Hi Sally - There be hundreds or even thousands of pieces of NLP research, but if this research is not published or not made available for public and scientific scrutiny then we don't know what it means or what it may tell us about NLP. We can only judge the validity of claims about NLP on the basis of the evidence that is available. The evidence which is available does not provide reasonable support for claims about the effects of NLP.


,

Witkowski, (2010) asserts that NLP is ‘pseudoscientific rubbish’ and Roderique-Davies, (2009) finds that NLP has ‘no credible theoretical basis’.


,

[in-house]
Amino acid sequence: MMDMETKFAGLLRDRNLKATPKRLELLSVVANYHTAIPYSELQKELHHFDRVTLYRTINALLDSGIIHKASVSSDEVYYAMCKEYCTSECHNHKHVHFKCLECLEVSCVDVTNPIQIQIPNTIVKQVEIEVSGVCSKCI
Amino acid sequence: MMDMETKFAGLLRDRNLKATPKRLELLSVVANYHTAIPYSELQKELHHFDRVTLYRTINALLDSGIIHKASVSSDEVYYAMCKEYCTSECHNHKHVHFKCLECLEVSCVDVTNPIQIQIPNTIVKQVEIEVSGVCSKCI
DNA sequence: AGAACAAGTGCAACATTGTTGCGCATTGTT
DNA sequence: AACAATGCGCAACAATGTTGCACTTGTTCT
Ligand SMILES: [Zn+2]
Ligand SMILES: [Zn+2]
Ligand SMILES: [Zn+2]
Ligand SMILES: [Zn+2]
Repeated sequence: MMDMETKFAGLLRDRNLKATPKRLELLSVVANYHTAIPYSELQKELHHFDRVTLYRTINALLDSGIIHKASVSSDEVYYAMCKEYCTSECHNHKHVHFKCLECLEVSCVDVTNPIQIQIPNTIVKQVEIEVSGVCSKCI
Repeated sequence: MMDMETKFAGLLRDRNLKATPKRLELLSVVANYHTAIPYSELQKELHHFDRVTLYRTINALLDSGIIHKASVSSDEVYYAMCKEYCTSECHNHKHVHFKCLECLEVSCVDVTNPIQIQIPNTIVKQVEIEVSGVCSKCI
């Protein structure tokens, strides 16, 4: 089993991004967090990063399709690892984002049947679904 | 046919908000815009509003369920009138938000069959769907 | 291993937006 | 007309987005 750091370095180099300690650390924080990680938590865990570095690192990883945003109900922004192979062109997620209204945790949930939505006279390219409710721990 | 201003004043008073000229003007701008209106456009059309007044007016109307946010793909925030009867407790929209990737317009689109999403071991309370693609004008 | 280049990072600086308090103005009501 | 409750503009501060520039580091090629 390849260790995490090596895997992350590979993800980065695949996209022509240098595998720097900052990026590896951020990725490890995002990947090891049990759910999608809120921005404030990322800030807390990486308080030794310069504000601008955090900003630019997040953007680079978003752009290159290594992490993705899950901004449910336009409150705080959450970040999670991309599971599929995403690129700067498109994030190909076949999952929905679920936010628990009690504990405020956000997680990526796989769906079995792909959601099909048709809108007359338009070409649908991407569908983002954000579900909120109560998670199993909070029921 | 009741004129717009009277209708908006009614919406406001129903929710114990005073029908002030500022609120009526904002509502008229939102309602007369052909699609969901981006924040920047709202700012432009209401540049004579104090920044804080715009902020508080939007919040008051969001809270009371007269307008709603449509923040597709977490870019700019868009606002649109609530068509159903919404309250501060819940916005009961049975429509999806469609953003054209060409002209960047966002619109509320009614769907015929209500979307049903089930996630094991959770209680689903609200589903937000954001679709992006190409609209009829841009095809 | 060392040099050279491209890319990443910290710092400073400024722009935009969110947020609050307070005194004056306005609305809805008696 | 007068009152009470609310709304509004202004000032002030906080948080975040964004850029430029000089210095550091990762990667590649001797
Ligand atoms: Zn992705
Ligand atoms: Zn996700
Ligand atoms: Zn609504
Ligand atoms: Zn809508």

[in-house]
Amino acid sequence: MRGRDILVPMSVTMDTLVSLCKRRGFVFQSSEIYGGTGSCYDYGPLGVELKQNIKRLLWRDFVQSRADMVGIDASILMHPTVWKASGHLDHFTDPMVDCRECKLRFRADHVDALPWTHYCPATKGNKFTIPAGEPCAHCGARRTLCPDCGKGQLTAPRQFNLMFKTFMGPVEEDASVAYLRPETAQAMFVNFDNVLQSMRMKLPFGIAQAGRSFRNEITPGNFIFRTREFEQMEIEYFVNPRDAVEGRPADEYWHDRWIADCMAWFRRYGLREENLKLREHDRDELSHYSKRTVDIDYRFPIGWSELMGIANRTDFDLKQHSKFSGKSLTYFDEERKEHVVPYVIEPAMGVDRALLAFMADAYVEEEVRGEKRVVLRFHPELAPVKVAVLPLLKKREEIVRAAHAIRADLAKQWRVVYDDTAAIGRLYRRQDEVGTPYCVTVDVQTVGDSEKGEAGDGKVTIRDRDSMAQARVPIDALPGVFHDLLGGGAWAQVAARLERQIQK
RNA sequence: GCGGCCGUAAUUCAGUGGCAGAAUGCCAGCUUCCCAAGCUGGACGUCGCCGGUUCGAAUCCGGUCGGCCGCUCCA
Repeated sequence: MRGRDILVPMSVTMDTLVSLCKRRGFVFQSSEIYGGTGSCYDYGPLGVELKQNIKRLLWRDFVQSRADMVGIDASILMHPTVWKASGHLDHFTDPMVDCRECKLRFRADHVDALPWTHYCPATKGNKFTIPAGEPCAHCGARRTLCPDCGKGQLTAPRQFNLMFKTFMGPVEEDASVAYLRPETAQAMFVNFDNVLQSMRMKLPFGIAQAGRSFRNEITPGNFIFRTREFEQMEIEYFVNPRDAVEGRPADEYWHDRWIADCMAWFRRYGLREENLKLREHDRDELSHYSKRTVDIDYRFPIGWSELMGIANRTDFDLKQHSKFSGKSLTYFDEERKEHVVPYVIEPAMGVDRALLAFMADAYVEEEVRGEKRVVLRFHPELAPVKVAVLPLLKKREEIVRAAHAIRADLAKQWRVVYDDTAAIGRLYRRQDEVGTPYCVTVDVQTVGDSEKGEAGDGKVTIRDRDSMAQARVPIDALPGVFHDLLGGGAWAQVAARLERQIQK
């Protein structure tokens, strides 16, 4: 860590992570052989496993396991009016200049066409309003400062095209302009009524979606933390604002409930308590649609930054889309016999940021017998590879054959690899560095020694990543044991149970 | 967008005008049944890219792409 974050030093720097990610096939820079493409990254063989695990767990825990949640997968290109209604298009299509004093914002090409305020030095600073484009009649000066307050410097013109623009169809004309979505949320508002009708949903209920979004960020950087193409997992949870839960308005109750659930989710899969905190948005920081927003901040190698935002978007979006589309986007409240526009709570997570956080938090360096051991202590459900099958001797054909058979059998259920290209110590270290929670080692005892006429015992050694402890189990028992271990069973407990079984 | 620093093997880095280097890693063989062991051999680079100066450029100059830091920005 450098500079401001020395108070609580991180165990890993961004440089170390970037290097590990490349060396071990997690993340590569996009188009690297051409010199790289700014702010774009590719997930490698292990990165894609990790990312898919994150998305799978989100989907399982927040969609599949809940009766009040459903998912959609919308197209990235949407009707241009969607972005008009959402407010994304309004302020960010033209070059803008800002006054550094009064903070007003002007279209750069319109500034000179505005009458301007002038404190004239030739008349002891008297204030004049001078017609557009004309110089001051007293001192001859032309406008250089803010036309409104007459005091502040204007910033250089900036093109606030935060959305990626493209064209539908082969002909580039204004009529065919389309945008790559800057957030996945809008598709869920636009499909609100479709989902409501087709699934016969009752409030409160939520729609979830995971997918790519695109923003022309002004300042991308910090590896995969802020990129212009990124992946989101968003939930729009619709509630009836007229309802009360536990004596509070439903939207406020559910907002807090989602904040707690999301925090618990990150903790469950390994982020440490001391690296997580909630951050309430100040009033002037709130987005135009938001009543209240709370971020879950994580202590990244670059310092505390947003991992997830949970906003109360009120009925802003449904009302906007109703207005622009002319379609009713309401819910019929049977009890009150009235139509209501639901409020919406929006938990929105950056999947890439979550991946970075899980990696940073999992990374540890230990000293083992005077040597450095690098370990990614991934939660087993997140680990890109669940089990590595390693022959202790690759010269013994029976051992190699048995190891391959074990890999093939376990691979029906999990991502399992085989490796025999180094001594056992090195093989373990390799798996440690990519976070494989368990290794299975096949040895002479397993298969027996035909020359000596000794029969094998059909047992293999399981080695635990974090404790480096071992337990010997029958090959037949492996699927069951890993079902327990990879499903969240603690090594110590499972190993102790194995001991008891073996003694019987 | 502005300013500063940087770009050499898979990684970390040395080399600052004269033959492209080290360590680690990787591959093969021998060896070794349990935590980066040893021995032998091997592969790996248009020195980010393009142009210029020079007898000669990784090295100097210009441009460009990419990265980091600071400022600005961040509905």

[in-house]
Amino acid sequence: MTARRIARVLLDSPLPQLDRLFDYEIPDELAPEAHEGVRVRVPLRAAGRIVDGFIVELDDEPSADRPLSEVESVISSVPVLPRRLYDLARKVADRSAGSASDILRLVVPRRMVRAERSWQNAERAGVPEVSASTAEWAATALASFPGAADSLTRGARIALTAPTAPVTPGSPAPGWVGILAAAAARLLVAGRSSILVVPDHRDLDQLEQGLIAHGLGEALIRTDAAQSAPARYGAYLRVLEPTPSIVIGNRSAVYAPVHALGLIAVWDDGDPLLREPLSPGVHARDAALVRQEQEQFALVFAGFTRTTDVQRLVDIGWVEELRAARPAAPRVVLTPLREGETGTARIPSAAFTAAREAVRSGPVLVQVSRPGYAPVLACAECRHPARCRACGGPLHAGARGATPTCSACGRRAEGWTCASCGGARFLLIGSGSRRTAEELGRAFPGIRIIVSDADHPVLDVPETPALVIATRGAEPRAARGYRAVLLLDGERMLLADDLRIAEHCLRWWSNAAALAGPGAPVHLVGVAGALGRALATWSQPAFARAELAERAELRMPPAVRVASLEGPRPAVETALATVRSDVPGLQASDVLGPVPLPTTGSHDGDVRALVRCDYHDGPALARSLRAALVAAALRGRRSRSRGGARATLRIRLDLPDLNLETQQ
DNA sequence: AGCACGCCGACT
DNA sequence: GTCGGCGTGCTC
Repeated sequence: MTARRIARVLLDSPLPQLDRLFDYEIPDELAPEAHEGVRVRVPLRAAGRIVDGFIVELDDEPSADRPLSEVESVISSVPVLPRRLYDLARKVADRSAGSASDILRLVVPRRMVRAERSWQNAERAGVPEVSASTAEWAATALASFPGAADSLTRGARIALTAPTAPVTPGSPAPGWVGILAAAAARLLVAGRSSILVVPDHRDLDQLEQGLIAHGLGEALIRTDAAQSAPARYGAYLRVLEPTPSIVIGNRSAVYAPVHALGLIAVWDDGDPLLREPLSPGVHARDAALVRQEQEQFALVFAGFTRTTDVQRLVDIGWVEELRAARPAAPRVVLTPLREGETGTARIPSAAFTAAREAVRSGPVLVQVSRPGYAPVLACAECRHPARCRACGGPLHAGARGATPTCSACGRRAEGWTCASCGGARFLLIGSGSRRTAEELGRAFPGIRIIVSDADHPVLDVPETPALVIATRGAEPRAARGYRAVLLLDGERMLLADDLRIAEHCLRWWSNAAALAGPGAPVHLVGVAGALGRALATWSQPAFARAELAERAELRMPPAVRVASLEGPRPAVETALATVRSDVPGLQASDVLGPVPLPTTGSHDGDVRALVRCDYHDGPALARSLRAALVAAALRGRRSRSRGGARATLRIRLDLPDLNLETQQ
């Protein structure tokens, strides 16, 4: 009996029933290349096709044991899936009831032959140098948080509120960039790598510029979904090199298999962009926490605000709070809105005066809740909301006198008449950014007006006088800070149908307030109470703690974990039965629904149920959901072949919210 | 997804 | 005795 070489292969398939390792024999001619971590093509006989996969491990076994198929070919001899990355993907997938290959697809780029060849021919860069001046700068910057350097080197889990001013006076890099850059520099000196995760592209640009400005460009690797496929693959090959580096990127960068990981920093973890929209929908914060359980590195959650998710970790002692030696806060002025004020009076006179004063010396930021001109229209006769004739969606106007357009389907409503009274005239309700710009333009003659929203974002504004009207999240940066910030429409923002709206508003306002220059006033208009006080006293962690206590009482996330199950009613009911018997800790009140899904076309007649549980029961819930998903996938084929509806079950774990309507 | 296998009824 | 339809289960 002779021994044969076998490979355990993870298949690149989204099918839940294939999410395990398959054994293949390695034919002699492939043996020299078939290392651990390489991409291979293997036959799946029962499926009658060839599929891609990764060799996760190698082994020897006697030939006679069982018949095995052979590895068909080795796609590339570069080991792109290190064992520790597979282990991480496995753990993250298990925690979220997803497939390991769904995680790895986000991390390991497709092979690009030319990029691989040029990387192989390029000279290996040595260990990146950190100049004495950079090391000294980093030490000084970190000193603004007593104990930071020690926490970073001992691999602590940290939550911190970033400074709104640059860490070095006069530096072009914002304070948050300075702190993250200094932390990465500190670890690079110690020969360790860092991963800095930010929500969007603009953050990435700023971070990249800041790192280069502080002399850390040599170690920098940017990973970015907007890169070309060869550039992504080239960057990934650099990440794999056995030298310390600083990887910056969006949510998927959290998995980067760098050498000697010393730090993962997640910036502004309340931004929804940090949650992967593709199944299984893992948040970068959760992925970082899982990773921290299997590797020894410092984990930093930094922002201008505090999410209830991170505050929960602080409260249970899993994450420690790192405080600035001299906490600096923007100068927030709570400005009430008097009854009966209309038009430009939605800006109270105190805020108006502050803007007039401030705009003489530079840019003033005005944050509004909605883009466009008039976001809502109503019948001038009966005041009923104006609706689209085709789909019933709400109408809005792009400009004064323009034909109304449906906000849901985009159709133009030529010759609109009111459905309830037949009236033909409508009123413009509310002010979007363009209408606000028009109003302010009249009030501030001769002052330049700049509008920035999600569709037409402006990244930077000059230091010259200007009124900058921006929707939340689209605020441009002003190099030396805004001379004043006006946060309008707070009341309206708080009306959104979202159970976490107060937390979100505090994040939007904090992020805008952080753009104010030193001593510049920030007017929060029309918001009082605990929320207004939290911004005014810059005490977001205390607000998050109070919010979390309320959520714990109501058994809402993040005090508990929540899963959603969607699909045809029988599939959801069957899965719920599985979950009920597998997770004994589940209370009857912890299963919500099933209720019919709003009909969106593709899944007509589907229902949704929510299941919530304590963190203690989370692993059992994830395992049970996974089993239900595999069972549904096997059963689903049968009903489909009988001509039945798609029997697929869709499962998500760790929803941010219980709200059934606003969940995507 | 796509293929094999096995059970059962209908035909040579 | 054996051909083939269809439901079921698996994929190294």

What is credible and what is not credible? Need we ask anyone to tell us these things? I couldn't find any reason, or evidence, to suggest that the NLP course I attended via a company called Communicating Excellence was worth either the trip into the city each week, or the cash paid out to Nigel, my guide and mentor, to take part. I entered the course sceptically but with an open-mind. What I gained, which may never be cited as plausible or credible evidence (but it worked for me - smile) was: 1) The freedom to enter a room with 20+ others and feel we were all in the same boat, all on a mission to achieve something (I didn't care what. It felt good to be a part of something positive) 2) The potential to 'try out' a variety of techniques I had never before encountered, i.e. for the purpose of personal development; identifying with oneself and others; self-reflection; deeper analysis of thought-patterns and behaviour of oneself and others, almost like entering a hall of mirrors, but where every individual present reflected something back 3) An opportunity to be in a room with a wide-range of professionals, from GP's to lawyers, teachers, office-staff, personal-trainers, musicians, healers, podiatrist, locksmith, business-owner, retiree and gain insight into their lives, light and dark 4) Inspiration, from seeing that very 'simple' techniques can and do work, within a realm where such simple creatures as we are have over-complicated what might have been a less complex means of living/interacting/being - it became evident that everyone present had something they wanted to figure out and NLP was a fantastic vehicle/providing tools (or perhaps 'ways') to do so 5) Knowledge, from a guide/mentor who was obviously 'into' what he was doing and very passionate about the subject of personal development (thus influencing social development of others as a knock-on effect) - Nigel's techniques silenced to NLP-sceptic in me) At a personal level, a short way into the course, I decided I was going to be selfish and 'work myself out', delving as deep as possible into any of my own personal traumas; whilst exploring what ways I could then be of any assistance to others in the group. As the course progressed I felt more and more 'unravelled'. We sought not to fix and yet, a great many issues, troubles, defects, problems, seemed to become more remedied. As they did I found myself feeling more confident to be 'who I was' - at a personal level this felt as though it was increasing both my energy and ability to feel 'balanced. I took a liking to using 'Clean Language', but also developed my own style of interacting, often using only words written on paper, or 'no-spoken-language' at all. These proved highly effective during counselling-type sessions where the other individual could not find their own words, but had plenty of feeling on a particular, e.g. past event. To be able to 'experiment' in a room filled with professionals from all walks of life was hugely liberating. During the final weeks of the course we were asked to use 'Modelling'. This single exercise, with the lead up to the final 'performance' taking several weeks, showed me that every one of us in life is simply playing a role. And, given opportunity/time/cause, we could all equally play one another's roles. The modelling element of the course, to me, summed up the entire year or work (and it felt like work in the same way as attending college/university/any course). The modelling showed/proved to me that if I can mimic/copy/become, as close as I can, to a certain state of being/feeling/sensation, then I am no longer striving toward it, or wanting it - I am it! In my work, which led on from this, I engage young people with very low levels of esteem/troubled pasts/emotional and social barriers. With each one of these young people I see (on a DAILY basis) who sit there in the classroom and even consider the notion of believing in themselves, I can understand that they are one step closer to mirroring what their (perhaps higher) nature suggests to them is their true worth, or value, as an individual human being. I think/feel that if anyone is seeking proof or evidence that NLP, as a practice/way, actually words, then look not to the teacher, but to the student. Then, not to the student, but to the next in line who inherits what they do from being associated with the NLP way. There are many ways in life. On a personal level I feel that had I been privy to NLP and all the subject encompasses from an earlier age, I could have been of greater assistance to both others and to myself from an earlier age. Long live NLP and may its way become less and less credible as more and more practitioners seek their own ways to be of use on this manic-volatile-beautiful oblate spheroid of a planet! TAB - eyeofthefly at hotmail.com for http://www.hrmagazine.co.uk/article-details/whats-the-evidence-for-neuro-linguistic-programming#comment-21566